Many businesses measure success according to sales, profit margins and other internal factors. However, in doing this a business focuses directly on its own interests and risks neglecting the needs of its most valuable asset: its customer base.
Instead of asking how a certain procedure or deal would benefit the company, ask instead how it would benefit the customer. By approaching business in this way you can maximise customer loyalty, thus both improving profits and creating a solid and faithful customer base.
Measuring customer satisfaction
It is important to first measure customer satisfaction with your company as well as with the services it provides. On the surface, this can appear tricky. However, there are a few simple methods of gaining reliable data illustrating customer satisfaction. Firstly, look at levels of repeat business from your existing customers and weigh them up against complaints.
It is also worth considering that for many businesses, the 80/20 rule applies: 80% of their business comes from only 20% of their customers. Try analysing the top 20% of customer accounts, to ascertain whether they are growing, staying flat or decreasing. This percentage should be steadily increasing in a well-thought out, customer-centred business.
Consider that it is the customer, not the company, who determines value. It is important that your own employees are aware of and working towards this, thereby increasing the chance of satisfied customers and continued business. In the present day, good business is about efficiency and customer service. The quality of the product or service you are selling should be guaranteed.
Face-to-face meetings with customers
Face-to-face meetings are a great way to create a lasting impression that will instil confidence in both you and the customer, while ensuring continued profit.
Your employees should be professional and impeccably presented when greeting the customer. The environment and staff are both important in showing the customer your level of professionalism. The next thing to remember is consistency in customer service – from the first meeting right up to getting feedback from the customer once the product has been delivered.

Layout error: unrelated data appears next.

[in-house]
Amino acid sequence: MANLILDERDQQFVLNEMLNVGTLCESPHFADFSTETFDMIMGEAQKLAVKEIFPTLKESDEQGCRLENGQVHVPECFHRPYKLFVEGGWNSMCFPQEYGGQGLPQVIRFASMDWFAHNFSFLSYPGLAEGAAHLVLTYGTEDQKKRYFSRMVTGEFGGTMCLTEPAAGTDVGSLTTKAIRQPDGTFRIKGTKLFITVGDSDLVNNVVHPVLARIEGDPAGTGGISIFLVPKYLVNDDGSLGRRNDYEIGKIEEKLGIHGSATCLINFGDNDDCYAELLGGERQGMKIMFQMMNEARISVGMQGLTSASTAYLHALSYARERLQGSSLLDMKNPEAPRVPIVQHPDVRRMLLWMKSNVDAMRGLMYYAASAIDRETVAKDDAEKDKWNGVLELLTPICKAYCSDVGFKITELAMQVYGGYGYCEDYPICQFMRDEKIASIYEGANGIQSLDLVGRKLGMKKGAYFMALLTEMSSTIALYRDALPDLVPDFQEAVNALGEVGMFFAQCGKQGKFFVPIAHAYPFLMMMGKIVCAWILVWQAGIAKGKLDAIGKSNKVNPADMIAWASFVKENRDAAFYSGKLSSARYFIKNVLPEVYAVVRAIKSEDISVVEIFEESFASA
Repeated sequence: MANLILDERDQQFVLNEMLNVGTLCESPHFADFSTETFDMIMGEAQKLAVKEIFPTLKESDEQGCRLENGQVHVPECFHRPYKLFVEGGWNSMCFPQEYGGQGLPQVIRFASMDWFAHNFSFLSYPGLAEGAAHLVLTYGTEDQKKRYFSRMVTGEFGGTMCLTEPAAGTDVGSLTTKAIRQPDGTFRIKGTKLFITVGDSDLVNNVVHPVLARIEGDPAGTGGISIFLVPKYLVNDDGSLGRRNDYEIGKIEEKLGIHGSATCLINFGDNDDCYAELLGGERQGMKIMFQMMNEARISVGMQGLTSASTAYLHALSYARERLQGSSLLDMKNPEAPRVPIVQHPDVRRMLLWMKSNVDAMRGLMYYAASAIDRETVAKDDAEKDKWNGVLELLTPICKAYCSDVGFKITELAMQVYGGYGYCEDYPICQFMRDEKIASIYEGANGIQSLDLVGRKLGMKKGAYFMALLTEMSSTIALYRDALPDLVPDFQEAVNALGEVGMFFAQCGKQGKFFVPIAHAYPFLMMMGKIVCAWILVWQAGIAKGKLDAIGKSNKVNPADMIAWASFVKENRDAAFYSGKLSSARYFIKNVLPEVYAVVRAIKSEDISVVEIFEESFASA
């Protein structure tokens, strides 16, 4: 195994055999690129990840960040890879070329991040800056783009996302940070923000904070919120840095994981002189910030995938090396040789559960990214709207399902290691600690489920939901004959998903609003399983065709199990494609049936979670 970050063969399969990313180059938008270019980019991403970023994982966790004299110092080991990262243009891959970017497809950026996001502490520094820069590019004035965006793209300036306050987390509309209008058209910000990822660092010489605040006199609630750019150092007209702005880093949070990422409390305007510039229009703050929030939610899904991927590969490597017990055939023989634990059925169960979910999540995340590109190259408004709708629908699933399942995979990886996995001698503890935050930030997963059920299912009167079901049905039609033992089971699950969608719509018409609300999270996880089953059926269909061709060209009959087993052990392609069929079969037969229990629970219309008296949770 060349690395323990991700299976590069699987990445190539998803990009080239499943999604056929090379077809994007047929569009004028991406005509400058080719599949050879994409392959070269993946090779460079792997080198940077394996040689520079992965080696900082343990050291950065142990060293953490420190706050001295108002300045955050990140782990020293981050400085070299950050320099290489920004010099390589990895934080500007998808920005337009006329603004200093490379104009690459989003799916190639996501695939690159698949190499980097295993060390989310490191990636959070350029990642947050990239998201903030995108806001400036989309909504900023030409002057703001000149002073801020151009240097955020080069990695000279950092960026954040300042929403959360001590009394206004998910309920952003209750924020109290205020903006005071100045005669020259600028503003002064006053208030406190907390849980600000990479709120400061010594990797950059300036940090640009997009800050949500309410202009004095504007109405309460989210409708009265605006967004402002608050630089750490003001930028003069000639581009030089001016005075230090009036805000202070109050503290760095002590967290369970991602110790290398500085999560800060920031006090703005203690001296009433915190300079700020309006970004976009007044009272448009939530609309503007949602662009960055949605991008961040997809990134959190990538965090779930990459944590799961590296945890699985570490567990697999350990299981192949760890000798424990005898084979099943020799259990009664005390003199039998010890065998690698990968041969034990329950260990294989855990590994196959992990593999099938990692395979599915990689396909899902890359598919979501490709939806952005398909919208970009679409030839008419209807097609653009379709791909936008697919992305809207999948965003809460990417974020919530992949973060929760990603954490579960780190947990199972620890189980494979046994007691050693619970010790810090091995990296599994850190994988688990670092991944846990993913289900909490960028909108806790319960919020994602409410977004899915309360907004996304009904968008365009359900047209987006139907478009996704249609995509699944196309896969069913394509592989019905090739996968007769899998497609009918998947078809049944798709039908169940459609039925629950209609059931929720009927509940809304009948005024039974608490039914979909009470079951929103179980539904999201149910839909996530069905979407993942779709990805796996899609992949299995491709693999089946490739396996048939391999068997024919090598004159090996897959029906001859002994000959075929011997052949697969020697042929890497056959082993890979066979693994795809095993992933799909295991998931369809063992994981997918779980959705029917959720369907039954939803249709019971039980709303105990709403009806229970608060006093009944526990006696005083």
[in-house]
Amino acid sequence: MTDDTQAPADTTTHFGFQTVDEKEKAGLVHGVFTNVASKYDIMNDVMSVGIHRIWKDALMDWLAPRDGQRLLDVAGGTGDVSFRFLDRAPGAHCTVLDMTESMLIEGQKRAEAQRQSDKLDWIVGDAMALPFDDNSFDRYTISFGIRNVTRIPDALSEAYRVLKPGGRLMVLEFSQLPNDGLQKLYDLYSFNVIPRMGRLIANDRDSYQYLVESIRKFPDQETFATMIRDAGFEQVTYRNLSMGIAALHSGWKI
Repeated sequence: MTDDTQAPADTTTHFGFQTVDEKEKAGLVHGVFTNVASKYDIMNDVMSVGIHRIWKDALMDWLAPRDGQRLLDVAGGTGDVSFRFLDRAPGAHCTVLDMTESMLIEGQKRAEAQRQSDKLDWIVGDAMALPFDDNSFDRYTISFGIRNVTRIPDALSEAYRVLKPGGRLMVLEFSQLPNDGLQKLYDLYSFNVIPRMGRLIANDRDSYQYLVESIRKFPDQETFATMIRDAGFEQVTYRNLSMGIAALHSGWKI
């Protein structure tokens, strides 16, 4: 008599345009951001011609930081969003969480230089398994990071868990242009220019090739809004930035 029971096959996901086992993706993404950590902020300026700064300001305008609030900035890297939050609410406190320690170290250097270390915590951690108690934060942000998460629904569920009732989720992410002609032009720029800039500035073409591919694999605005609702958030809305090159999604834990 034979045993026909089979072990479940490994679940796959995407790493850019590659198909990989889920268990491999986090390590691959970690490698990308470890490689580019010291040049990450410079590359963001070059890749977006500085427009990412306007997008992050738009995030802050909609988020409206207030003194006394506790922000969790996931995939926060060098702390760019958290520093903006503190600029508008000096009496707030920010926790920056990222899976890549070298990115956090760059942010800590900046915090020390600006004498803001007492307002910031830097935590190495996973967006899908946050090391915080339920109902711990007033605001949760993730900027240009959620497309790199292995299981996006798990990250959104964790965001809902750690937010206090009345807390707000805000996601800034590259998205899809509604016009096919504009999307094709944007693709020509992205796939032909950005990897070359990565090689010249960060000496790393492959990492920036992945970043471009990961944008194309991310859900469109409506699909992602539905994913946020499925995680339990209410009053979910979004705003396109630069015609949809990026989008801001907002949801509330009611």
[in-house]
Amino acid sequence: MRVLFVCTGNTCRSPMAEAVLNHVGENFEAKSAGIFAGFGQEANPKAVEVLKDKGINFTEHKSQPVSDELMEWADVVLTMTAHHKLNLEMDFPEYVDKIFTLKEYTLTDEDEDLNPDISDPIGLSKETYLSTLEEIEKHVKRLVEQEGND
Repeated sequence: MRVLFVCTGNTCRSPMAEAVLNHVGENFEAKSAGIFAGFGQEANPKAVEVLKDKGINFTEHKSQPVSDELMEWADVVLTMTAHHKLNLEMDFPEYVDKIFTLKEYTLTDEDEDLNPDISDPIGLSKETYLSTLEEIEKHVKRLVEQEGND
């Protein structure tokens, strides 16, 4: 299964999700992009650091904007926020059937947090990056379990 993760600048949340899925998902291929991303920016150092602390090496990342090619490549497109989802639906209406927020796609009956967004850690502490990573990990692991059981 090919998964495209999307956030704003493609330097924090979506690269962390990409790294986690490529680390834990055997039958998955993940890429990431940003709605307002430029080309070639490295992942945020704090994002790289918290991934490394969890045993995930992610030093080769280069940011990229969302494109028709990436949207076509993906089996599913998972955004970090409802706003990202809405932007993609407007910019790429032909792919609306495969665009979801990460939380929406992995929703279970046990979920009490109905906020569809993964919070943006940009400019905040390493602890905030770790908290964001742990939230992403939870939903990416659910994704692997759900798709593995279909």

Product knowledge is sometimes overlooked, yet it can be the deciding factor in a face-to-face meeting with a customer. If you and your staff are experts on the product or service you are providing, you should be able to answer any query the customer may have, giving the customer belief in your product.
Reliability is the final, crucial, cog in the customer satisfaction wheel. If you promise but do not deliver, you probably won't have that customer for much longer. Reliability is what sticks in customers’ minds, making them much more likely to continue doing business with you.
Service is, in itself, a product. It shows the customer whether you are focused on profit margins, sales or the customers themselves. It is also irreparable should a customer experience bad service. This is dangerous, as it cannot be recalled (like a faulty product); nor can it be ignored. The cost of gaining a new customer is estimated to be 5 times more than the cost of keeping an existing customer. Additionally, a 5% rise in customer retention can make a business 25% more profitable. This is a huge leap for a small percentage of happy, returning customers.
From the employees’ perspectives, they should receive meticulous training in customer service and product knowledge, so that they are fully equipped to deliver a top quality customer experience. On the rare occasions when something does go wrong, there should be a clear and precise system of accountability. Measures like these will facilitate repeated custom, as well as the opportunity to exceed customers’ expectations – something that will set your business apart from many others.
Finally, stay in regular contact with your existing customers. This will show good faith to the customer and make their opinion feel valued. It is important that you are working for them and not the other way around. Former customers can also be useful. It is worth contacting them to find out why they no longer do business with your company.